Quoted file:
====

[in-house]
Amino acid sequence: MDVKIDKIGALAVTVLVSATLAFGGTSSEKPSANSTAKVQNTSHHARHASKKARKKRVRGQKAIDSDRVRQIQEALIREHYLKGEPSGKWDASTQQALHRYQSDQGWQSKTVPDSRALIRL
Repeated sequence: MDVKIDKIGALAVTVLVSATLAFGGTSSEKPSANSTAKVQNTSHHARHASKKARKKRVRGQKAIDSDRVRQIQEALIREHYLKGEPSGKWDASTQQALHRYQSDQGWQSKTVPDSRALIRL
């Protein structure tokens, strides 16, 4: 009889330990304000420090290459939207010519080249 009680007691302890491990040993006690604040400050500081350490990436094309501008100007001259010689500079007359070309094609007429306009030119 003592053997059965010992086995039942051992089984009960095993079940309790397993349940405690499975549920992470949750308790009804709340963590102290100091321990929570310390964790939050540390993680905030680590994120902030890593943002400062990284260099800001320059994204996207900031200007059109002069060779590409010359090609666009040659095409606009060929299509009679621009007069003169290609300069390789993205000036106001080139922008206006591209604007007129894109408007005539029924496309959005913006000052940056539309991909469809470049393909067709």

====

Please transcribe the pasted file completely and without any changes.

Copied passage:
[in-house]
Amino acid sequence: MDVKIDKIGALAVTVLVSATLAFGGTSSEKPSANSTAKVQNTSHHARHASKKARKKRVRGQKAIDSDRVRQIQEALIREHYLKGEPSGKWDASTQQALHRYQSDQGWQSKTVPDSRALIRL
Repeated sequence: MDVKIDKIGALAVTVLVSATLAFGGTSSEKPSANSTAKVQNTSHHARHASKKARKKRVRGQKAIDSDRVRQIQEALIREHYLKGEPSGKWDASTQQALHRYQSDQGWQSKTVPDSRALIRL
């Protein structure tokens, strides 16, 4: 009889330990304000420090290459939207010519080249 009680007691302890491990040993006690604040400050500081350490990436094309501008100007001259010689500079007359070309094609007429306009030119 003592053997059965010992086995039942051992089984009960095993079940309790397993349940405690499975549920992470949750308790009804709340963590102290100091321990929570310390964790939050540390993680905030680590994120902030890593943002400062990284260099800001320059994204996207900031200007059109002069060779590409010359090609666009040659095409606009060929299509009679621009007069003169290609300069390789993205000036106001080139922008206006591209604007007129894109408007005539029924496309959005913006000052940056539309991909469809470049393909067709």